For further reading: Richard Rovere and Arthur M. Schlesinger, Jr., The General and the President (1951); John Spanier, The Truman- MacArthur Controversy (1959); Trumbull Higgins, Korea and the Fall of MacArthur (1960).


I want to talk plainly to you tonight about what we are doing in Korea and about our policy in the Far East.

In the simplest terms, what we are doing in Korea is this: We are trying to prevent a third world war.

I think most people in this country recognized that fact last June. And they warmly supported the decision of the Government to help the Republic of Korea against the Communist aggressors. Now, many persons, even some who applauded our decision to defend Korea, have forgotten the basic reason for our action.

It is right for us to be in Korea. It was right last June. It is right today.

I want to remind you why this is true.

The Communists in the Kremlin are engaged in a monstrous conspiracy to stamp out freedom all over the world. If they were to succeed, the United States would be numbered among their principal victims. It must be clear to everyone that the United States cannot -- and will not -- sit idly by and await foreign conquest. The only question is: When is the best time to meet the threat and how?

The best time to meet the threat is in the beginning. It is easier to put out a fire in the beginning when it is small than after it has become a roaring blaze.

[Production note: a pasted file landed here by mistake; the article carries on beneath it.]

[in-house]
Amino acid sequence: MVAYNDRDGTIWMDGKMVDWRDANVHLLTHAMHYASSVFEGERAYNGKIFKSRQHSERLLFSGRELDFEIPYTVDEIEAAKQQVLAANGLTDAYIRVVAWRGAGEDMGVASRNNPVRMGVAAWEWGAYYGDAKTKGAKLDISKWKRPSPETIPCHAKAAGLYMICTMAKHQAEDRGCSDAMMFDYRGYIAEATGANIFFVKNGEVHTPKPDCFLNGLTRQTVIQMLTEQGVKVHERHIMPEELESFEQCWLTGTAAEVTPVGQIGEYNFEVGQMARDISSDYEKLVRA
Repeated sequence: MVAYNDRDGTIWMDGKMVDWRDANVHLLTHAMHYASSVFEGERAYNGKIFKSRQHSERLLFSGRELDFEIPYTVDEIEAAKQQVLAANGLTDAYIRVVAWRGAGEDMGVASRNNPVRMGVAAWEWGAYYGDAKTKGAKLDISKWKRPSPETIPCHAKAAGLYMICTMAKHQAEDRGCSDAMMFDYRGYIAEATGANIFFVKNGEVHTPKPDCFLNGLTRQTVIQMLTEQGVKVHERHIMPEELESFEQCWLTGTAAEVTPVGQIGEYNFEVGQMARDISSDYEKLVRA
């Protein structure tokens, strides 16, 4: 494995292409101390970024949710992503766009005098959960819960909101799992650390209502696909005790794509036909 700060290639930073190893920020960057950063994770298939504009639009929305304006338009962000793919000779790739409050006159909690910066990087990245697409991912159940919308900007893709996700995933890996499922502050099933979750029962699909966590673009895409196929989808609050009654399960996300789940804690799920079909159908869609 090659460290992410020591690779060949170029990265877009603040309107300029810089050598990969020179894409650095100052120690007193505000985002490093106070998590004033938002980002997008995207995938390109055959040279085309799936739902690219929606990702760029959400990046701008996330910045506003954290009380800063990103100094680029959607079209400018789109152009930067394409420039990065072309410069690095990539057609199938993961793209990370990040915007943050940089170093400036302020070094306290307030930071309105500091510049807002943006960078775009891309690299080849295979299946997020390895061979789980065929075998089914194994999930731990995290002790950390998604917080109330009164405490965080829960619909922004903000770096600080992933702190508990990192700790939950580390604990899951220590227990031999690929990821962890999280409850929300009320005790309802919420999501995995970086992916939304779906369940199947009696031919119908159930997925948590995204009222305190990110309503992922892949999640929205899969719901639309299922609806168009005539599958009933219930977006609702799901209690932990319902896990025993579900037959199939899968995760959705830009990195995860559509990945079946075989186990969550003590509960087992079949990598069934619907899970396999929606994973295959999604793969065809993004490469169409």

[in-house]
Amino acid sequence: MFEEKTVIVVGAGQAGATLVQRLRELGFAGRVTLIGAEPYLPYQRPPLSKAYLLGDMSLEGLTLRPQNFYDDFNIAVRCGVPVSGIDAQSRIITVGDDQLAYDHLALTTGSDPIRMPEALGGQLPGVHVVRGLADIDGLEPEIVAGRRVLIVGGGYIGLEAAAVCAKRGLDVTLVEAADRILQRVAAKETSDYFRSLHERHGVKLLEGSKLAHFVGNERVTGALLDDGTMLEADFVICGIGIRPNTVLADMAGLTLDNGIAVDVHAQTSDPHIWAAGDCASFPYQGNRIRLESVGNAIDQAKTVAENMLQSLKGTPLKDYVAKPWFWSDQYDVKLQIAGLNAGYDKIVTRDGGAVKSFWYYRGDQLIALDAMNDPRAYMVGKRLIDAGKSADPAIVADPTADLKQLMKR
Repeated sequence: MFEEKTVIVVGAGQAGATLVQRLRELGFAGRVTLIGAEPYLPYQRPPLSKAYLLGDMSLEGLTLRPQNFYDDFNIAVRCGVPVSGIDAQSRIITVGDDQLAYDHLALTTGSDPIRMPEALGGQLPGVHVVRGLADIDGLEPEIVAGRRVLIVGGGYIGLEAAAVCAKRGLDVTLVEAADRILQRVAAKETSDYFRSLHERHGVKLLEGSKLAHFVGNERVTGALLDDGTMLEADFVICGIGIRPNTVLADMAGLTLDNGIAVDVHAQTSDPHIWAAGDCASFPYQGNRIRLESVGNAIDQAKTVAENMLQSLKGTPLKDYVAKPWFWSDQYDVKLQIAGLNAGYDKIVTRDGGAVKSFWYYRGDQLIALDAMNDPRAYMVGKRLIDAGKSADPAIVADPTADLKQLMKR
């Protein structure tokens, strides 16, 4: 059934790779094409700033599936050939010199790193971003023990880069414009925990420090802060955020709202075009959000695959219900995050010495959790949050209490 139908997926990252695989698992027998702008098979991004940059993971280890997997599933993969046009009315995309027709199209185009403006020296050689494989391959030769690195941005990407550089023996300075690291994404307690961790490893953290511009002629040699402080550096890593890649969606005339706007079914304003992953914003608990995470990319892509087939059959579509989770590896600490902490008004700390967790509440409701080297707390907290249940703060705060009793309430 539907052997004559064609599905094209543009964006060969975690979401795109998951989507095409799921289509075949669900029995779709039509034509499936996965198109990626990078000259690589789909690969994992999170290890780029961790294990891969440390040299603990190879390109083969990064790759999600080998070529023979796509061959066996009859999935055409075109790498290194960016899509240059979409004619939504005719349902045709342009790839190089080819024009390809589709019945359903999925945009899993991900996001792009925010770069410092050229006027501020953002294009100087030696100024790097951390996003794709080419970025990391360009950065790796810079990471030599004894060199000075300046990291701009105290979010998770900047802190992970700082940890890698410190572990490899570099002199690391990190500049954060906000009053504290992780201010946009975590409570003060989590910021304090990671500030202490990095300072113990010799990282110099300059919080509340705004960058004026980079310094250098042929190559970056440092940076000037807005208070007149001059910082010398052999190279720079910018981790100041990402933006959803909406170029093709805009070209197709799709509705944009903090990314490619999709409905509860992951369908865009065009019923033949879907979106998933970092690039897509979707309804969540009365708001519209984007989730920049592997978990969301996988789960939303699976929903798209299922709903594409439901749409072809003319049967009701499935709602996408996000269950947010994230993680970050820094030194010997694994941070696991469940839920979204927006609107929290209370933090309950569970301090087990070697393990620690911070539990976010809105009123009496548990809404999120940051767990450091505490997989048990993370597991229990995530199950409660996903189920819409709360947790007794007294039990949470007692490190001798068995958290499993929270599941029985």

And the best way to meet the threat of aggression is for the peace-loving nations to act together. If they don't act together, they are likely to be picked off, one by one....

This is the basic reason why we joined in creating the United Nations. And since the end of World War II we have been putting that lesson into practice -- we have been working with other free nations to check the aggressive designs of the Soviet Union before they can result in a third world war.

That is what we did in Greece, when that nation was threatened by aggression of international communism.

The attack against Greece could have led to general war. But this country came to the aid of Greece. The United Nations supported Greek resistance. With our help, the determination and efforts of the Greek people defeated the attack on the spot.